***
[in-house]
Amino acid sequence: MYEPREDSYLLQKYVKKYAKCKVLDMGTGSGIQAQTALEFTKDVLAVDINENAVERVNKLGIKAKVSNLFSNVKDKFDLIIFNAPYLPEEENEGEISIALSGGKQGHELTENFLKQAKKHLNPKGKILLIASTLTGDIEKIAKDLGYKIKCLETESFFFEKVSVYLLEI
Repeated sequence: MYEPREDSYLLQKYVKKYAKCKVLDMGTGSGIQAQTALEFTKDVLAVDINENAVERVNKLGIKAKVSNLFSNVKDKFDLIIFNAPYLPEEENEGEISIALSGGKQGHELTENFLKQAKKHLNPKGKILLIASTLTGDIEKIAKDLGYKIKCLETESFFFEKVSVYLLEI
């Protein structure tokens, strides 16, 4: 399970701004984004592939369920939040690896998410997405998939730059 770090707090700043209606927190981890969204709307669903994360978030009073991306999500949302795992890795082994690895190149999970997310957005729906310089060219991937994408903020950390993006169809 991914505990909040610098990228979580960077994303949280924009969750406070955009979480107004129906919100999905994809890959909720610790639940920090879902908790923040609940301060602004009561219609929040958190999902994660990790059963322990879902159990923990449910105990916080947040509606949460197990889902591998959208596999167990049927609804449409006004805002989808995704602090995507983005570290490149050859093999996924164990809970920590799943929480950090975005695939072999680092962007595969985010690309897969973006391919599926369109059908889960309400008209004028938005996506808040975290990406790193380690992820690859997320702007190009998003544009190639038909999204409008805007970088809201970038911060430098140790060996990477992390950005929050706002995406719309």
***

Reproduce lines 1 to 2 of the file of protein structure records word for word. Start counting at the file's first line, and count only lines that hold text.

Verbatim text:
[in-house]
Amino acid sequence: MYEPREDSYLLQKYVKKYAKCKVLDMGTGSGIQAQTALEFTKDVLAVDINENAVERVNKLGIKAKVSNLFSNVKDKFDLIIFNAPYLPEEENEGEISIALSGGKQGHELTENFLKQAKKHLNPKGKILLIASTLTGDIEKIAKDLGYKIKCLETESFFFEKVSVYLLEI